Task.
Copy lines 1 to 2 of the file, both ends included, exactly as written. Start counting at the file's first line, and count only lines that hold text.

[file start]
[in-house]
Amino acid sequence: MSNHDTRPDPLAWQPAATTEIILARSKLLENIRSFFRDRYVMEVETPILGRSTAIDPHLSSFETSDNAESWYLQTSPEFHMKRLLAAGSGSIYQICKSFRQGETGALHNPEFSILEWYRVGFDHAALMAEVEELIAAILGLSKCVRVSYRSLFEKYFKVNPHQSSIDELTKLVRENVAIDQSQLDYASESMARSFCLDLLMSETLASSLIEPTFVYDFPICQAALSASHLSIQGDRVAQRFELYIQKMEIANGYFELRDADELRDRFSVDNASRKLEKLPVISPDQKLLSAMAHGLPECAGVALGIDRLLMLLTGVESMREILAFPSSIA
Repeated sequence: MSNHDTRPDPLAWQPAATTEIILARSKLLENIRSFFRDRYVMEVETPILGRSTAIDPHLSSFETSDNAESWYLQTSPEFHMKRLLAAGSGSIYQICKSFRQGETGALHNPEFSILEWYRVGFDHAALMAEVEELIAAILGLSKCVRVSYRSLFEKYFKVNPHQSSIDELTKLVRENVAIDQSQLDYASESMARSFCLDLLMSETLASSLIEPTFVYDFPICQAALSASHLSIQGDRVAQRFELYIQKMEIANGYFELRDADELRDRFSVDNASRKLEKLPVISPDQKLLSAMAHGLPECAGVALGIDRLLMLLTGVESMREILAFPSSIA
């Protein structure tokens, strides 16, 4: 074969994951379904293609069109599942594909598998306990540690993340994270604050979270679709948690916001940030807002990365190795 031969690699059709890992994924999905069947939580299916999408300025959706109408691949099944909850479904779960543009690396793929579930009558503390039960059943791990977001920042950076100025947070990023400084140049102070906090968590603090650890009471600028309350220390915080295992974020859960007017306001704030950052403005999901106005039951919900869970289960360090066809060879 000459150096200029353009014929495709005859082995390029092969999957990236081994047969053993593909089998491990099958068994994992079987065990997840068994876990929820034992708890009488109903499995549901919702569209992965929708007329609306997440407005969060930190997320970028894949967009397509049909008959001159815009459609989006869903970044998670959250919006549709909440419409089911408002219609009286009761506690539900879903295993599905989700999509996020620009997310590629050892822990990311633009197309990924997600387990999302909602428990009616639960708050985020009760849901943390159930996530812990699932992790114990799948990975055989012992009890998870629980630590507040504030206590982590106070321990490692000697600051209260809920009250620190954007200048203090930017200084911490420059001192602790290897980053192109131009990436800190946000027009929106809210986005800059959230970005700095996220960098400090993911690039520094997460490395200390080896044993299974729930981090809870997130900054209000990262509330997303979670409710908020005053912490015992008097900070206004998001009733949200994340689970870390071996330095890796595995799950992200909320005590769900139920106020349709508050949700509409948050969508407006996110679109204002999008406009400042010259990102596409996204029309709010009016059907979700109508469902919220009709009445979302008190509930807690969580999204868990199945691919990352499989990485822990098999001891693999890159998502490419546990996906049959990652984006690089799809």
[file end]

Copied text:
[in-house]
Amino acid sequence: MSNHDTRPDPLAWQPAATTEIILARSKLLENIRSFFRDRYVMEVETPILGRSTAIDPHLSSFETSDNAESWYLQTSPEFHMKRLLAAGSGSIYQICKSFRQGETGALHNPEFSILEWYRVGFDHAALMAEVEELIAAILGLSKCVRVSYRSLFEKYFKVNPHQSSIDELTKLVRENVAIDQSQLDYASESMARSFCLDLLMSETLASSLIEPTFVYDFPICQAALSASHLSIQGDRVAQRFELYIQKMEIANGYFELRDADELRDRFSVDNASRKLEKLPVISPDQKLLSAMAHGLPECAGVALGIDRLLMLLTGVESMREILAFPSSIA